Some people file their taxes and call it a day. But if you realize you made an error on your tax return or come across new information that's pertinent to your taxes, you may want to amend the return you've already sent in. Here's what you need to know about filing an amended tax return.

1. You can file online

To file an amended tax return, you'll need to download Form 1040X and follow the directions. Previously, you had to submit an amended tax return by mail, but now, you're able to do it online. You can generally do so using the software you used to file your taxes electronically in the first place. Of course, you also have the option to fill out that form and mail it in, but if you're due a refund, that could result in a delay.

Man at laptop writing in notebook

Image source: Getty Images.

2. You won't be penalized

You may worry that by acknowledging a mistake on your initial return, the IRS will come after you for tax fraud. Don't spiral. The agency recognizes that the tax code is complex and that errors can be made.

By amending your tax return, you're acknowledging a mistake rather than covering it up, so there's no need to worry about negative repercussions. That said, if your amended return results in you owing more tax, you'll need to make good on that debt.

3. You don't need to amend your tax return to correct math errors

You might assume that if you botched the math on your tax return, you'll need to file an amendment. But that's generally not the case. The IRS will most likely correct math errors on an original return itself and then send you a notice asking you to agree to its changes or dispute them.

4. You don't need to file an amended return if you receive a CP2000 notice

A CP2000 notice is something the IRS sends out proposing an adjustment to your tax return. That adjustment could work in your favor or  against you. You don't need to file an amended tax return if you agree with your CP2000 notice. In that case, you'd simply follow its instructions. (For example, if you agree that you owe the IRS some money, you'd sign that form, send out a check, and be done.)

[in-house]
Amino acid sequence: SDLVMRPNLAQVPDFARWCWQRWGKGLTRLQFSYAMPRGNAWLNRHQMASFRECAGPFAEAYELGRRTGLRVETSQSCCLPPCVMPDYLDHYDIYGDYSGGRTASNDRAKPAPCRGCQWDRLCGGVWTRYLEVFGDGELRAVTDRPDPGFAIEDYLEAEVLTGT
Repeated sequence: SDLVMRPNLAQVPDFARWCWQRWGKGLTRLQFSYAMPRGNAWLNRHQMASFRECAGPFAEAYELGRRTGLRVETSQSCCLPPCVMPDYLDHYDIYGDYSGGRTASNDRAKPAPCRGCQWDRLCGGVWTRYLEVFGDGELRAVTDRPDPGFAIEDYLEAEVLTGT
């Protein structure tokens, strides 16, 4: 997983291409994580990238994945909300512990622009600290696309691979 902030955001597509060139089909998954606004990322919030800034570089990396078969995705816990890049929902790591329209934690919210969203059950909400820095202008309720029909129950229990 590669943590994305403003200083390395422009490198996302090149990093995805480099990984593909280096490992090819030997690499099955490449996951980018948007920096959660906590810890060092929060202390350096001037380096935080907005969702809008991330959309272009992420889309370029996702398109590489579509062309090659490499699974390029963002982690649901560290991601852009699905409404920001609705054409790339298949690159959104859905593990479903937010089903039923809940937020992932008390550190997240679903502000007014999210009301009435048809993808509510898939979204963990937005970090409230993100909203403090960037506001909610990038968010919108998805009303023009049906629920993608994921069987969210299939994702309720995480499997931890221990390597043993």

5. You don't need to amend your tax return due to missing documentation

There are certain documents you're supposed to include in your tax return, like your W-2 if you're a salaried employee. If you realize you forgot to include a key form, don't rush to file an amendment. The IRS will generally contact you with instructions on how to submit the information it needs to process your return.

6. You should file an amended return if you forgot to claim an important credit or deduction

Each year, the IRS offers a host of tax credits and deductions that can save you money. If you realize you neglected to claim one of these tax breaks on your return, that's a good reason to file an amendment. While the IRS will correct math errors on your behalf, it won't sign you up for credits or deductions you didn't ask for yourself.

7. There's a time limit for amending a tax return

You generally have to file an amended tax return within three years of the date you filed your return originally, or within two years of when you paid the tax bill associated with that return -- whichever is later. If you wait too long, you might lose the opportunity to amend your return and, as such, give up a higher refund.

We all make mistakes, and thankfully, the IRS gives tax filers an opportunity to correct them. If you botched a recent tax return, the good news is that you can go and amend it. Just be sure to fill out Form 1040X carefully so you get everything right your second time around.